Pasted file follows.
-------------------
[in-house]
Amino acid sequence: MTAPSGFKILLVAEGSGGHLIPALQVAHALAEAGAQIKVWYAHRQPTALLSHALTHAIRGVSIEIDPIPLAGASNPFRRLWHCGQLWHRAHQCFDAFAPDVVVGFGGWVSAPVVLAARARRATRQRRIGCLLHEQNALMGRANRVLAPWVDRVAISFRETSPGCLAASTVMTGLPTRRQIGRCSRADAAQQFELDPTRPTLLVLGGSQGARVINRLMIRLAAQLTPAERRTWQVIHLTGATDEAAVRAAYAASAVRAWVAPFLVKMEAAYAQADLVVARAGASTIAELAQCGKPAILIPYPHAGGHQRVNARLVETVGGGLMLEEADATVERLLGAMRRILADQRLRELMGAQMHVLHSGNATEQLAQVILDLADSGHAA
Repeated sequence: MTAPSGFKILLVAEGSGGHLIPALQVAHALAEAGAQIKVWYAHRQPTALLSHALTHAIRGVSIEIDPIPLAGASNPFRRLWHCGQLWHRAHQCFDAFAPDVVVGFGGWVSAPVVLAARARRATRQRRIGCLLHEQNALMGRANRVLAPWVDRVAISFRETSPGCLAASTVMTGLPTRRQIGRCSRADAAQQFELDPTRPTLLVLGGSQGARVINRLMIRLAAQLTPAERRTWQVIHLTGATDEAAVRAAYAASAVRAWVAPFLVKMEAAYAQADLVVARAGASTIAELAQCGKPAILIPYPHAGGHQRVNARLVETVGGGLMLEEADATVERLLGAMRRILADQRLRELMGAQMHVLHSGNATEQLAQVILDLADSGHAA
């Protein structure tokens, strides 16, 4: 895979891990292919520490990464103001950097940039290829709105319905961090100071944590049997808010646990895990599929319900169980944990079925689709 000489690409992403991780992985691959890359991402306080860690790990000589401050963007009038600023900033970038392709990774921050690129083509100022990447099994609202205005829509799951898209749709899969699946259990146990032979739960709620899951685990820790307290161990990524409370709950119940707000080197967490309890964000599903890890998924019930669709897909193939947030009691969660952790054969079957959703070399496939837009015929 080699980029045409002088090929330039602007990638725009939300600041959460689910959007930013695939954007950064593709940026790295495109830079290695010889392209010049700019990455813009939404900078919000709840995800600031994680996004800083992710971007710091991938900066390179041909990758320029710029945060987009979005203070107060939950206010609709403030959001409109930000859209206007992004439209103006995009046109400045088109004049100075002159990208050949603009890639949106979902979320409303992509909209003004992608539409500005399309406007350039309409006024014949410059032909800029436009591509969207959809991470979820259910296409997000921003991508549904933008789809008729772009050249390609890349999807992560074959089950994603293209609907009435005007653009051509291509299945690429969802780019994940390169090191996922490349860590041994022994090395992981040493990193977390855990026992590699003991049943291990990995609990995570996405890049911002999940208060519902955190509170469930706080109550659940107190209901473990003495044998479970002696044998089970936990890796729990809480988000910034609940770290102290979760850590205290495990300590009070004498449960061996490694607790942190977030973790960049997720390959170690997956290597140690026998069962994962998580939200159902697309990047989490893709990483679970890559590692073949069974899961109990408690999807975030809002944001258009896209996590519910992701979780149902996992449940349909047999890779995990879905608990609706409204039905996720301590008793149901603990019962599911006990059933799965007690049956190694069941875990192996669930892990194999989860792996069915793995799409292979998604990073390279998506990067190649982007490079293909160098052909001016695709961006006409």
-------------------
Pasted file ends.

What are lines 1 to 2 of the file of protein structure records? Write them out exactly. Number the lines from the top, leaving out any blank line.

[in-house]
Amino acid sequence: MTAPSGFKILLVAEGSGGHLIPALQVAHALAEAGAQIKVWYAHRQPTALLSHALTHAIRGVSIEIDPIPLAGASNPFRRLWHCGQLWHRAHQCFDAFAPDVVVGFGGWVSAPVVLAARARRATRQRRIGCLLHEQNALMGRANRVLAPWVDRVAISFRETSPGCLAASTVMTGLPTRRQIGRCSRADAAQQFELDPTRPTLLVLGGSQGARVINRLMIRLAAQLTPAERRTWQVIHLTGATDEAAVRAAYAASAVRAWVAPFLVKMEAAYAQADLVVARAGASTIAELAQCGKPAILIPYPHAGGHQRVNARLVETVGGGLMLEEADATVERLLGAMRRILADQRLRELMGAQMHVLHSGNATEQLAQVILDLADSGHAA